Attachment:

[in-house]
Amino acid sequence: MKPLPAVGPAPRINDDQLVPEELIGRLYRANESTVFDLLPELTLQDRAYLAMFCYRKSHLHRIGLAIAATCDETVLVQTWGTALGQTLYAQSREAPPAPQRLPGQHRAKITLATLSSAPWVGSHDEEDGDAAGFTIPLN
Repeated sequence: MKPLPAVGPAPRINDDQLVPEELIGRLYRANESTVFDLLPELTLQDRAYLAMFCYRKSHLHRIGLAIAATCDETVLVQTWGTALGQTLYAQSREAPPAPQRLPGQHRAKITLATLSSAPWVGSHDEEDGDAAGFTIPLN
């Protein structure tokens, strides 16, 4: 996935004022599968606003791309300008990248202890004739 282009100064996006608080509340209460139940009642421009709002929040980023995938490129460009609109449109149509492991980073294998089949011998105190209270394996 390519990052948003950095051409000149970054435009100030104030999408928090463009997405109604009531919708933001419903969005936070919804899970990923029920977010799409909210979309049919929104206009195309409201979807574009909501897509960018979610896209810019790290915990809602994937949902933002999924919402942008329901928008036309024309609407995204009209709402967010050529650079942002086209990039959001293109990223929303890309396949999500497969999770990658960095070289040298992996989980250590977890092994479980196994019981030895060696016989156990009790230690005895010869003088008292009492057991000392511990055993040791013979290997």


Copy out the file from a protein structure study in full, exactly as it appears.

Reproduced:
[in-house]
Amino acid sequence: MKPLPAVGPAPRINDDQLVPEELIGRLYRANESTVFDLLPELTLQDRAYLAMFCYRKSHLHRIGLAIAATCDETVLVQTWGTALGQTLYAQSREAPPAPQRLPGQHRAKITLATLSSAPWVGSHDEEDGDAAGFTIPLN
Repeated sequence: MKPLPAVGPAPRINDDQLVPEELIGRLYRANESTVFDLLPELTLQDRAYLAMFCYRKSHLHRIGLAIAATCDETVLVQTWGTALGQTLYAQSREAPPAPQRLPGQHRAKITLATLSSAPWVGSHDEEDGDAAGFTIPLN
């Protein structure tokens, strides 16, 4: 996935004022599968606003791309300008990248202890004739 282009100064996006608080509340209460139940009642421009709002929040980023995938490129460009609109449109149509492991980073294998089949011998105190209270394996 390519990052948003950095051409000149970054435009100030104030999408928090463009997405109604009531919708933001419903969005936070919804899970990923029920977010799409909210979309049919929104206009195309409201979807574009909501897509960018979610896209810019790290915990809602994937949902933002999924919402942008329901928008036309024309609407995204009209709402967010050529650079942002086209990039959001293109990223929303890309396949999500497969999770990658960095070289040298992996989980250590977890092994479980196994019981030895060696016989156990009790230690005895010869003088008292009492057991000392511990055993040791013979290997």